I confess--I'm a marketing heretic! I've built my career on breaking all the
rules--and one of the rules I break is that I don't hype.
Do I put the best possible "spin" on the truth? Of course! But I refuse to
deceive my readers into action.
What are some of the common copywriter tricks that I *leave on the
Here are a few to start:
* If you order in the next 24 hours, you get... (face it. If you come back
tomorrow, the offer will almost always still hold)
* Get all these bonuses, valued at $999, for FREE with your $100 order
(yeah, right! And who set the value of these gifts? And are they for sale,
anywhere, on the open market at these prices?)
*Here's the information you requested (a GREAT statement--IF it's true--
but I get five or six a day in my e-box, from companies I've never heard
* Hi there, long-lost friend (and you sent it BCC?)
So why don't I like the copywriter's lies? And how do I write copy without
resorting to these deceits?
Well, first of all, I believe that if I want my words to sell a product, that
product should be strong enough to do so without tricking the buyer. I
know that if I trick someone, I may make a sale--but I've lost a customer
for life! Whereas if I show the merits, back up my claims, and focus on
the way this product solves a problem, eases a hurt or fear, or satisfies a
need, I will build that lifetime relationship.
Oh, and one more thing. I like to look in the mirror and see someone
who is doing good for the world--and I don't think lies and trickery will
accomplish that. I happen to have a gift for writing, and I use that gift to
make the world better. That includes being honest with my self and with
Much of the work I do is in the publishing industry. And here, the
competition is fierce. Roughly 175,000 new books are published in the
U.S. each year. Most of them will fail. My job is to help my clients' books
stand out in this dense crowd.
Example: I wrote a press release for a book on electronic privacy issues.
Here's my headline and lead. (Another rule I broke--never use the
headline as the lead sentence. It's the only time I've ever done it that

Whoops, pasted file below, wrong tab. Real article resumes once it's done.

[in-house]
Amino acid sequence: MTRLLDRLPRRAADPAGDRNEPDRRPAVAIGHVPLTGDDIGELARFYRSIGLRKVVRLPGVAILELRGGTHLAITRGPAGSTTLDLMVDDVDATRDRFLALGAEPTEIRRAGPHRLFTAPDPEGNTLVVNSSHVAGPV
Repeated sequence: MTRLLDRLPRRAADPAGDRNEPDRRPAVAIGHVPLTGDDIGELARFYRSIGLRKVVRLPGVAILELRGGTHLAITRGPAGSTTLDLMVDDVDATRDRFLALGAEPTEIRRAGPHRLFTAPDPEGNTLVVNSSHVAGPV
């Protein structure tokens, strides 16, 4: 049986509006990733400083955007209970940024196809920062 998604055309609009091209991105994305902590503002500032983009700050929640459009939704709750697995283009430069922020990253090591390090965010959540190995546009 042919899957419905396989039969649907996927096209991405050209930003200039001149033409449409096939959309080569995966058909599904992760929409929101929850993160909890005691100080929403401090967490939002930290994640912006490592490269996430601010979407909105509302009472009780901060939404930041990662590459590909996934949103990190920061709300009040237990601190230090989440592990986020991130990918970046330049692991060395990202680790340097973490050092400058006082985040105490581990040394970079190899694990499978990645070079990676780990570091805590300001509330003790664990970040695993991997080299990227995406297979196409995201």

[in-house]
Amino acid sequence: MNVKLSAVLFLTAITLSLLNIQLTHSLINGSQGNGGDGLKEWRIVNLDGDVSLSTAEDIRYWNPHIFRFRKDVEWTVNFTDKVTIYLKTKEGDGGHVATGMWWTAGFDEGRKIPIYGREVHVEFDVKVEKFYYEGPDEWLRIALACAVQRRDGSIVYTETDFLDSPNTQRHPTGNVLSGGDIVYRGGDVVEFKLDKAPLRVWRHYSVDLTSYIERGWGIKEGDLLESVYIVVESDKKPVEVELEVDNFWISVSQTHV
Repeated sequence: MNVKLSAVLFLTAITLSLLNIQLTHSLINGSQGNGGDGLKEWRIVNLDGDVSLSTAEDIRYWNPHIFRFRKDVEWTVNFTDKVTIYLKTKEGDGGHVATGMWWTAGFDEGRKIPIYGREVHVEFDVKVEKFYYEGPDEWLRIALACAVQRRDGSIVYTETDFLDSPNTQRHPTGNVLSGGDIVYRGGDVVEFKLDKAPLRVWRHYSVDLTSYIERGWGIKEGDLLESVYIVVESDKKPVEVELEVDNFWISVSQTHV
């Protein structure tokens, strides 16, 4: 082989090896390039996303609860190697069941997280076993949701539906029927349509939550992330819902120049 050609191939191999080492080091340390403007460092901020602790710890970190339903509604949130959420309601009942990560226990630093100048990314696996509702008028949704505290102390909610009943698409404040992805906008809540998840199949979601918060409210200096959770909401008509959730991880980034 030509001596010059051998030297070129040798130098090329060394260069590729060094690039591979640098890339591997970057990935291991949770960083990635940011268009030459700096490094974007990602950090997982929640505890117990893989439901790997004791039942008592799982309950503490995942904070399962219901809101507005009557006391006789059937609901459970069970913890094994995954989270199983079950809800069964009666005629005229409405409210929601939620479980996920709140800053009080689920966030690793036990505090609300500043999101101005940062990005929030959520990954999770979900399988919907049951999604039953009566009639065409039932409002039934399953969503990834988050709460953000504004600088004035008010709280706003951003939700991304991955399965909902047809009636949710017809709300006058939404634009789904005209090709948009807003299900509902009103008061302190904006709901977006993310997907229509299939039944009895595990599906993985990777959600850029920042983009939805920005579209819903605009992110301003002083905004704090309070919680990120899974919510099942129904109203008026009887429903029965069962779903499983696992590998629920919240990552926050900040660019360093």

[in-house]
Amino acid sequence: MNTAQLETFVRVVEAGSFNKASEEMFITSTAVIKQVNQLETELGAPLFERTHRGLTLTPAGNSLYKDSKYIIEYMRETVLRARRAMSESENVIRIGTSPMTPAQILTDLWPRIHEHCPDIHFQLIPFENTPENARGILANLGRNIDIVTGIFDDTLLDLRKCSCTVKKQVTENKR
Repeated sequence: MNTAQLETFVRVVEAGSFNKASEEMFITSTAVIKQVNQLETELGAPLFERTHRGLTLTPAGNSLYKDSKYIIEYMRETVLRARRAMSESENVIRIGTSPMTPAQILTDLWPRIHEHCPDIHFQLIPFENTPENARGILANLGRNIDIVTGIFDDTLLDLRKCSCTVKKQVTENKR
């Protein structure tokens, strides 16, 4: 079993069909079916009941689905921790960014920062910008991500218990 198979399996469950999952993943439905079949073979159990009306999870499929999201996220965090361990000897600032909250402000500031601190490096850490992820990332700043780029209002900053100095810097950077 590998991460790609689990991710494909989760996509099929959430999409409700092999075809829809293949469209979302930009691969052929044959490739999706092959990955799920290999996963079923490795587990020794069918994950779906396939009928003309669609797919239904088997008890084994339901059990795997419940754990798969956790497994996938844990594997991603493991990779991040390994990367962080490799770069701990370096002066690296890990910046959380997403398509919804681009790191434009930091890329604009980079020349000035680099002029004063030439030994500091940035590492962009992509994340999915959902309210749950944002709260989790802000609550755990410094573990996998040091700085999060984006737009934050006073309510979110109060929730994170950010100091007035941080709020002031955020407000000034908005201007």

way, but in this case, I think the repetition made the point stronger.
Names have been changed to protect the author's privacy.)
It's 10 O'Clock--Do You Know Where Your Credit History Is?
HIBBING, MN: It's 10 O'clock--Do you know where your credit history is?
How about your employment records? Your confidential medical
How would you feel if you found out this sensitive and should-be-private
material is "vacationing" in computer databanks around the world--
accessible to corporate interests who can afford to track down and
purchase it, but not necessarily open to your own inspection.
According to electronic privacy journalist and technology consultant
Mortimer Gaines, this scenario is all-too-common?
No falsehoods, no hype--but a whole lot more captivating than the usual
"New Book on Electronic Privacy Released by Publisher."
Without tricking people, I want to capture interest...move the reader to
action...and still feel good about myself in the morning.
Yes, it can be done! I do it for clients every day, and have done so for
more than 20 years.
Shel Horowitz, author of *Principled Profit: Marketing That Puts People
First,* *Grassroots Marketing: Getting Noticed in a Noisy World,* and
four other books, offers affordable, effective copywriting and strategic
marketing planning to clients on three continents. He is the originator of
the Ethical Business Pledge Campaign to change the World at http://
www.principledprofits.com/25000influencers.html. His sites at http://
www.frugalmarketing.com and http://www.principledprofits.com offer
hundreds of useful articles for entrepreneurs and marketers, including
the complete back issues of his FREE Monthly Frugal Marketing Tips.
Shel will be glad to help you create your next press release, sell sheet,
web site, or other marketing material. He can be reached at